Because with 8.4% of the UK population, obviously Scotland shouldn’t have been being held responsible for almost 22% of the UK’s deficit – in the 1980s and 1990s that deficit certainly wasn’t being run up in Scotland. The fifth column in the above table, “implied estimates”, indicates that with a geographic share of North Sea oil revenues factored in, Scotland was actually running a very healthy surplus for most of the years in question, only going into the red when the price of oil hit record lows of around $20 a barrel in the years after the first Gulf War.

scotdeficit

That ties in with recent analysis undertaken by Professor Brian Ashcroft – no nationalist he – and examined in greater detail both by ourselves and, more expertly, by Business For Scotland, all concluding that had Scotland voted for independence in the referendum of 1979 (rather than the devolved “Scottish Assembly” that was subsequently denied anyway despite having won the vote) it would currently be free of debt and sitting on an oil fund of a minimum of £68 billion.

(Prof. Ashcroft, in keeping with his political allegiances, attempted to downplay that figure as representing only 5% of Scotland’s total revenues over the period, but £68bn is a non-trivial amount of money, especially when compared to the tens of billions in debt an independent Scotland is likely to inherit from the UK.)

But while it’s all very well having academics say this sort of thing, Waldegrave’s admission is just about the only known example of an actual serving government minister accepting that Scotland’s been subsidising the UK by tens of billions of pounds for decades. And, y’know, that seems worth keeping handy.

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  1. Thomas William Dunlop says:

    Thanks for that. Convinces me totally what I had the feeling for all along. The Brits want to keep Scotland as a cash cow, oil or no oil, we pay more than our fair share into the UK

  2. john king says:

    OOH WHO KNEW?

  3. Ian Brotherhood says:

    So, where’s Willie?
     
    No doubt this will prompt a stampede of Scottish journalists to Eton, where Waldegrave is currently serving as Provost (see Wikipedia) – he’s only in his late sixties, so there’s a fair chance he might remember something.

  4. Doug Daniel says:

    Worth adding to the Reference section I reckon, Stu.

  5. Seasick Dave says:

    Robbie doesn’t mention this much anymore.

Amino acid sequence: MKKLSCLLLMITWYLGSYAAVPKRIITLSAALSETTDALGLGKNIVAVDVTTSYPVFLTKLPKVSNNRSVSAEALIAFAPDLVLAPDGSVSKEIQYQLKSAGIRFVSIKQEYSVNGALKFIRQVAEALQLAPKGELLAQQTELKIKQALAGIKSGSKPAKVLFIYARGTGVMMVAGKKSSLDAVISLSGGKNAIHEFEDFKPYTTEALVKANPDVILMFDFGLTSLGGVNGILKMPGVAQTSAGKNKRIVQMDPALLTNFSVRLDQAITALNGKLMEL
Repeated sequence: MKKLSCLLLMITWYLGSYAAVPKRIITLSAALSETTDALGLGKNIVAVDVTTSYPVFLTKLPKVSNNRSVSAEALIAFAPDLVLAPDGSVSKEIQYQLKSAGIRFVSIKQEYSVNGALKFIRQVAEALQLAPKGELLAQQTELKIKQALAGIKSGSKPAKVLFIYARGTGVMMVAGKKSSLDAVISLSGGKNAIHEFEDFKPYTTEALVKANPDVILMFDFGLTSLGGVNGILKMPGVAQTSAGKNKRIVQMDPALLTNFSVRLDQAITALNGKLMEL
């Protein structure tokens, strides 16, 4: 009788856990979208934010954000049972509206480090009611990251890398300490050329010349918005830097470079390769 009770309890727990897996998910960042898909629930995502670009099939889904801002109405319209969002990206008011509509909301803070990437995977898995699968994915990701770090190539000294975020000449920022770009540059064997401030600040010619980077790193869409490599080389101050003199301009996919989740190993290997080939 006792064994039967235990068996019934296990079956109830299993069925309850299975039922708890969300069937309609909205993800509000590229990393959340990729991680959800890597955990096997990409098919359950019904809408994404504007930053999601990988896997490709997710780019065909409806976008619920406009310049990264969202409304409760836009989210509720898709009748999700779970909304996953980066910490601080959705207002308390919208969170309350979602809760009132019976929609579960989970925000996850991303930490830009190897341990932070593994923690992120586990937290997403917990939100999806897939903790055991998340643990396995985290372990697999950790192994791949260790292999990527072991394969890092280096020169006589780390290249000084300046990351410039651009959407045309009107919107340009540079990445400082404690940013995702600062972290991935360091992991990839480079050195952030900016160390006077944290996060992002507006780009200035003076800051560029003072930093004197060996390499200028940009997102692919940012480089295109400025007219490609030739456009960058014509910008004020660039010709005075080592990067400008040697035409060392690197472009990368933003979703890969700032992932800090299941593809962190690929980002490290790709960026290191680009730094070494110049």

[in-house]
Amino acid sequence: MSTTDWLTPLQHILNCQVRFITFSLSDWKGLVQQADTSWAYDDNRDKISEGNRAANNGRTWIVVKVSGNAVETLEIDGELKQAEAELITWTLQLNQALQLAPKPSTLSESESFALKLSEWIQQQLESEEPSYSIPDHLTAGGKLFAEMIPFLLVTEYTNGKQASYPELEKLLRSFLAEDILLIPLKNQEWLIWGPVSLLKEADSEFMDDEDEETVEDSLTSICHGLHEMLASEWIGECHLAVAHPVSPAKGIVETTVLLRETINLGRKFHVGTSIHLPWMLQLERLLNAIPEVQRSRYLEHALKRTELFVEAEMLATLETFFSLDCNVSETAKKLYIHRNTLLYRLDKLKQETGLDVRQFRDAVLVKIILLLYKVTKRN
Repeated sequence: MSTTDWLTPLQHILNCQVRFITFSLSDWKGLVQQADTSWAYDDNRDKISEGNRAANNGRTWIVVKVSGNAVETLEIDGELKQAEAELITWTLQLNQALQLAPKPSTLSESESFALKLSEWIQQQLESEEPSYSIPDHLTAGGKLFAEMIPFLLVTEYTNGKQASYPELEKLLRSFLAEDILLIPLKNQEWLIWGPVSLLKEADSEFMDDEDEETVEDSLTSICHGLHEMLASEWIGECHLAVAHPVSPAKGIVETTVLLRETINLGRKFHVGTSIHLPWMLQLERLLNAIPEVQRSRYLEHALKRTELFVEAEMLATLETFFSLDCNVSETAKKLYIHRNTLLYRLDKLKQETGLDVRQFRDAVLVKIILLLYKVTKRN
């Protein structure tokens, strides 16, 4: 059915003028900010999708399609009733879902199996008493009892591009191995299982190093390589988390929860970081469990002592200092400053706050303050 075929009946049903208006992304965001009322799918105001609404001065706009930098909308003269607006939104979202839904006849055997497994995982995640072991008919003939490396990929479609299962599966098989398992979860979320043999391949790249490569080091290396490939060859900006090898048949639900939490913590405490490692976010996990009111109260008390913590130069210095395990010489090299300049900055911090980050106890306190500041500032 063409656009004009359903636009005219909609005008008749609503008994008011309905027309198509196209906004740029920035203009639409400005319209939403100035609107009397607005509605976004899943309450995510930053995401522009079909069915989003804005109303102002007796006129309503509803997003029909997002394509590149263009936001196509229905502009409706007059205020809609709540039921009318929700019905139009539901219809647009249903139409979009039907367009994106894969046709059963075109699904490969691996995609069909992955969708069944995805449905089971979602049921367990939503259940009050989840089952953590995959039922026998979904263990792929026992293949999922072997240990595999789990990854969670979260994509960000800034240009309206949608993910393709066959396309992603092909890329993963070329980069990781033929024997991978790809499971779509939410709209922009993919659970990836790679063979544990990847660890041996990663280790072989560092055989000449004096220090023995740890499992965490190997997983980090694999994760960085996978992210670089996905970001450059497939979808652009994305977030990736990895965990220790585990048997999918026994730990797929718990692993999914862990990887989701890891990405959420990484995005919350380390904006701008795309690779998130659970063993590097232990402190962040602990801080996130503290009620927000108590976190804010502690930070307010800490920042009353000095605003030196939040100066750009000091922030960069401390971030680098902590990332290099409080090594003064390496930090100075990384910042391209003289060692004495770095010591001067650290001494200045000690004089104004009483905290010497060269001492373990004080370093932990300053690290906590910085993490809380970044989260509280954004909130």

6. themadmurph says:

    ach, that’s all very well, but it’s ancient history! You know we’re better together – aye right!

  7. Taranaich says:

    I KNEW I’d read this somewhere ages ago! Great to have it here: it’s as vital as the McCrone report.

  8. G H Graham says:

    It would also seem that the author, Mr. Dunwoody, has been wearing a different colour of coat since then.
     
    Still, it’s nice to have some evidence to back up what any reasonable person would conclude; that a country with a modern, developed economy that sits within the Top 20 oil producers 
     
    http://www.indexmundi.com/g/r.aspx?t=20&v=88&l=en
     
    aught to have at least a balanced annual budget & most likely a sovereign wealth fund to be used for developing an alternative economic model once the oil runs out.
     
    And it would seem reasonable to conclude that the reason used 17 years ago by London to deny Scotland’s destiny remains the same today; England needs the revenues from Scotland’s natural resources to prop up a broken London centric financial based economic system, fund the privatisation of industries & help maintain Britain’s seat on the security council by retaining a fleet of eye wateringly expensive nuclear armed submarines.

  9. gordoz says:

    Wish I’d had this yesterday over lunch with naesayer colleagues !
     
    I agree with Doug Daniel rev – must go in archive  – near top !

    GH Graham – I totally agree about Dinwoodie

    he made a cheeky comment at WP event that I think few picked up on

  10. Boorach says:

    @ J K
     
    just about everyone who saw a Tory’s lips move! 🙂

  11. Ian Brotherhood says:

    Dinwoodie must be perplexed to see this emerging on Wings – will he clarify/confirm/deny/be unable to remember?

  12. Dave says:

    JFYI, I had a hard time loading your site today and had the same thing about a week ago. It took about 30s to load fully. I am sure this is due to the increased traffic. Maybe we should ask the BBC to divert some of our TV taxes to help you out? One golden handshake should be plenty.

  13. gordoz says:

    Rev – Can you get this out to the YES camp politicians also ?

  14. Illy says:

    A short wiki-walk found me on the wikipedia page for “Scottish Politics” (http://en.wikipedia.org/wiki/Politics_of_Scotland)
     
    Some twat had put braveheart on the timeline!

  15. sionnach says:

    Imagine. With this in one hand, and Denis Healey’s admission in the other –
    http://wingsoverscotland.com/lies-then-and-lies-now/
     
    How much more convincing are people going to need?

  16. Morag says:

    There are figures going back even before oil that show Scotland getting back less than it contributed.